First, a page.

Another reason is that we expect the world to adapt itself to us. We don’t see why we should have to change or work hard in order to gain whatever it is that we want. Sometimes we don’t even see that it is us who needs to change our mindset, attitude and approach, in order to get to where we say we want to be. We become frustrated and respond defensively toward any suggestion that we should consider making adjustments. We say things like “I tried that and it didn’t work”, or “I don’t have time”, or “I am already doing everything right so I don’t understand why I’m not succeeding.”
And sometimes we are trying to climb the whole mountain in one fell swoop, rather than treating it as a step-by-step process. I have heard many, many people say, by way of excusing their lack of action toward a goal that they themselves claim to want to achieve, “the thing is, I’m impatient, you see. I want it all now and am just not prepared to wait!” I absolutely understand part of this defence; I have always been impatient myself. And I have also put myself under agonising pressure, by comparing myself to those who have already reached the heady heights to which I aspire. From a negative viewpoint, it can be a bitter pill to swallow, seeing others race ahead of me; from a positive viewpoint, they are, at least, proving that it can be done! What I don’t understand is the smugness that appears to accompany this ‘reason’ for not persisting – it’s hardly a get-out-of-jail-free card!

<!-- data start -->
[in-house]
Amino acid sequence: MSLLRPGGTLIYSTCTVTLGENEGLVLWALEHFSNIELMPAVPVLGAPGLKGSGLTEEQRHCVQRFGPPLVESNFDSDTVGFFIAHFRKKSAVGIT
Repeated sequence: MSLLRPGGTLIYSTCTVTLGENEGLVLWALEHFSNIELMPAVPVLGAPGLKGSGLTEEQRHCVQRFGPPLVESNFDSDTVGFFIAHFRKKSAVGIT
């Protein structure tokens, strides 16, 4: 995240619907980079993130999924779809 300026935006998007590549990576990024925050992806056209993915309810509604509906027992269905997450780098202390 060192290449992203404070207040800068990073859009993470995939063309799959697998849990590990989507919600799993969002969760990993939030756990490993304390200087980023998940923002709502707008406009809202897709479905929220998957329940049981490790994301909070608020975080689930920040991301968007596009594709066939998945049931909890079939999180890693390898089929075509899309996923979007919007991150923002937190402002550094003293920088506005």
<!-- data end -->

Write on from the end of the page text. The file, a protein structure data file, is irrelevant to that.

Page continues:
There is another reason, too; bad habits. Too often we start off with good intentions, only to cave in at the first temptation. As they say, old habits die hard. On January fourth of this year, I knew that I had to do something about the weight I had gained over the previous three years (not to mention the Christmas that had just passed). Actually, I didn’t have to do anything about it – but I wanted to. Really wanted to. I was avoiding looking at myself in the mirror from the neck down. I hated being photographed or videoed, especially in my kickboxing gear (I saw myself as a square blob). I had few clothes that fitted me and couldn’t get into my beloved old motorbike jacket. Most of the fat had accumulated around my waist and on my stomach, leaving me feeling like a little barrel with legs. This time there was no escaping or putting it off; left to its own devices, it would only become worse, not better. However, both my body and my mind were accustomed to scoffing as if a famine was on its way… and I had to retrain them. At the time of writing this, I have lost 17 lbs, so it has been slow going (twenty weeks, so less than one pound per week), but I haven’t starved myself, and I still enjoy a glass of wine or two at night. However, I haven’t been dieting – I have been developing a new, habitual, way of eating. A habit that worked for me for many years, before putting the weight on (and I do understand why I developed that old, destructive way of eating that led me off the straight and narrow). I am also older now, and it is a sad fact of life that it becomes harder to lose weight as the years go by. I (grudgingly!) accept that.